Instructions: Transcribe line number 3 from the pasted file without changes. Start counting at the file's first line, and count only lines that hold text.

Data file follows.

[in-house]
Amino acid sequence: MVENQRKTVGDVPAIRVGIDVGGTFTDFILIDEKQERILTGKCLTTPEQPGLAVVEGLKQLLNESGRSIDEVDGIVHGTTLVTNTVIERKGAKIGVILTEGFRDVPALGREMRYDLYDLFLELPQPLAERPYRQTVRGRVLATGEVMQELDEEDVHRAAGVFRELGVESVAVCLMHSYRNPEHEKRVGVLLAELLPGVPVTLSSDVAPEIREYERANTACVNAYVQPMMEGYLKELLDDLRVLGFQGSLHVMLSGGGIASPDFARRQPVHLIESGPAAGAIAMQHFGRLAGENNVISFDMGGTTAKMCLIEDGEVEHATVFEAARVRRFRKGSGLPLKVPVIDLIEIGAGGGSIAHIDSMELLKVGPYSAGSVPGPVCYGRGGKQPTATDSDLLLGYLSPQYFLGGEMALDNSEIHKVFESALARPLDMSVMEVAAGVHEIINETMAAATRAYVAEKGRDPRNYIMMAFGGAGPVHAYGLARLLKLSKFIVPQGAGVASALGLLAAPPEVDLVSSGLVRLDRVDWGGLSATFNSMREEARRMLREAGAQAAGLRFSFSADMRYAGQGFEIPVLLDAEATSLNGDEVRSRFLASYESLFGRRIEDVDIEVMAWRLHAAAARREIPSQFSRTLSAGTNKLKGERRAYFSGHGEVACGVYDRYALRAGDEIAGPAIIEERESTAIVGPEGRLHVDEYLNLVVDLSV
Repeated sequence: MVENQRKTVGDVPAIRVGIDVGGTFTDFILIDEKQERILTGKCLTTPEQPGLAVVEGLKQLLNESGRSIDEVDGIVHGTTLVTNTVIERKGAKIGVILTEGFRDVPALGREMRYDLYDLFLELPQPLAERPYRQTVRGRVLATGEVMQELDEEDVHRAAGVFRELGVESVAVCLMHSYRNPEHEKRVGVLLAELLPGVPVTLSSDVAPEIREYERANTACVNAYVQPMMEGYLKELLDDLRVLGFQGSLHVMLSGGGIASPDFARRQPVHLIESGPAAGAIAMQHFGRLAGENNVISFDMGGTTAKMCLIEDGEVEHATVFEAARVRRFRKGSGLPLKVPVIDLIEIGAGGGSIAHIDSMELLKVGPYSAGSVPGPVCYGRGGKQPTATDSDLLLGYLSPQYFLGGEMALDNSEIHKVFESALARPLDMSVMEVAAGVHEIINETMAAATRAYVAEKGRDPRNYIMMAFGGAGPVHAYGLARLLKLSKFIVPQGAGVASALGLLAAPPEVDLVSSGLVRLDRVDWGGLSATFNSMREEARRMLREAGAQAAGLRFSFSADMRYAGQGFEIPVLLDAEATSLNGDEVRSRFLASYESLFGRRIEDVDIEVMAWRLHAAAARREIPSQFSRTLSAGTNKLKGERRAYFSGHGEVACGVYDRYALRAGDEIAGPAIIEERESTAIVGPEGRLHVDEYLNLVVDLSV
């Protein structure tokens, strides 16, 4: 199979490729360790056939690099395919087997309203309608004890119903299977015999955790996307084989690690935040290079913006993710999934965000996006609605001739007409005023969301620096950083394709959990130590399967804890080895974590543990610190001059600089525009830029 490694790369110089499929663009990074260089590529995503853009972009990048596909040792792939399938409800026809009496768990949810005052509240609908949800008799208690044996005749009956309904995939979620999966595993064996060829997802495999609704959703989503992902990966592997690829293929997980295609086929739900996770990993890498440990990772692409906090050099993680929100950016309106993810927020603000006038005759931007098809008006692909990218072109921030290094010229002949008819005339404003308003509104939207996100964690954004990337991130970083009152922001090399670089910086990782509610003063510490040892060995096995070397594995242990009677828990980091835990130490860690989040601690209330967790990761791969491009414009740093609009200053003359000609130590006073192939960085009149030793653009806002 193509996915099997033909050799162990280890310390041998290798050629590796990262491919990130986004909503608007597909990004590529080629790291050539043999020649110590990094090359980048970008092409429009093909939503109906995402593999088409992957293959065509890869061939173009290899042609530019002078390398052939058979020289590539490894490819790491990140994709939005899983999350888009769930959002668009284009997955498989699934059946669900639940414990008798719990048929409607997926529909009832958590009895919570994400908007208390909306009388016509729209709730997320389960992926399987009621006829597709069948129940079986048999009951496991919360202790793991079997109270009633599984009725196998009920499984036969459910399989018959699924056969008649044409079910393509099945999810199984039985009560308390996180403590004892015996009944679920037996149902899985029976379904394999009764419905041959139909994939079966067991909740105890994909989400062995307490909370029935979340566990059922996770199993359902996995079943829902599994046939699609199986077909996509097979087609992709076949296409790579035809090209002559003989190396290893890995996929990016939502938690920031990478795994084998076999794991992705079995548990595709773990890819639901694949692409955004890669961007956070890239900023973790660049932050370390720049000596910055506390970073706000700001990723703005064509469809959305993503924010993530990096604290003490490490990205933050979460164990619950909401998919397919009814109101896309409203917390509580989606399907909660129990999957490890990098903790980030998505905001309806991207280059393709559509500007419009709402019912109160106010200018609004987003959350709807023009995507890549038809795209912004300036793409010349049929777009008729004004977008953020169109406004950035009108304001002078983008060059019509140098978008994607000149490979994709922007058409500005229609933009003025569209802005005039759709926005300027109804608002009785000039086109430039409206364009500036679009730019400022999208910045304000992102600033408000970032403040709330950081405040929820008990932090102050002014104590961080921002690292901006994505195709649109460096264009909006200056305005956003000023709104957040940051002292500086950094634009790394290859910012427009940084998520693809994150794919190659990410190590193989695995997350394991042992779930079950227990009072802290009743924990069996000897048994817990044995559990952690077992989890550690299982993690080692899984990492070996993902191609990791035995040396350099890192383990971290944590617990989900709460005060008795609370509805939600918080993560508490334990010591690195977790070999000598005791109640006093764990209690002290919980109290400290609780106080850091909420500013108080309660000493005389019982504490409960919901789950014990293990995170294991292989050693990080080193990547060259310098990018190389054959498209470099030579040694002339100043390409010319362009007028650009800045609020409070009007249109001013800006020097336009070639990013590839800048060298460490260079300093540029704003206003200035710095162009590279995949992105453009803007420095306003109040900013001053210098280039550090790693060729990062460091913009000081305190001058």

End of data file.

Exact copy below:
Repeated sequence: MVENQRKTVGDVPAIRVGIDVGGTFTDFILIDEKQERILTGKCLTTPEQPGLAVVEGLKQLLNESGRSIDEVDGIVHGTTLVTNTVIERKGAKIGVILTEGFRDVPALGREMRYDLYDLFLELPQPLAERPYRQTVRGRVLATGEVMQELDEEDVHRAAGVFRELGVESVAVCLMHSYRNPEHEKRVGVLLAELLPGVPVTLSSDVAPEIREYERANTACVNAYVQPMMEGYLKELLDDLRVLGFQGSLHVMLSGGGIASPDFARRQPVHLIESGPAAGAIAMQHFGRLAGENNVISFDMGGTTAKMCLIEDGEVEHATVFEAARVRRFRKGSGLPLKVPVIDLIEIGAGGGSIAHIDSMELLKVGPYSAGSVPGPVCYGRGGKQPTATDSDLLLGYLSPQYFLGGEMALDNSEIHKVFESALARPLDMSVMEVAAGVHEIINETMAAATRAYVAEKGRDPRNYIMMAFGGAGPVHAYGLARLLKLSKFIVPQGAGVASALGLLAAPPEVDLVSSGLVRLDRVDWGGLSATFNSMREEARRMLREAGAQAAGLRFSFSADMRYAGQGFEIPVLLDAEATSLNGDEVRSRFLASYESLFGRRIEDVDIEVMAWRLHAAAARREIPSQFSRTLSAGTNKLKGERRAYFSGHGEVACGVYDRYALRAGDEIAGPAIIEERESTAIVGPEGRLHVDEYLNLVVDLSV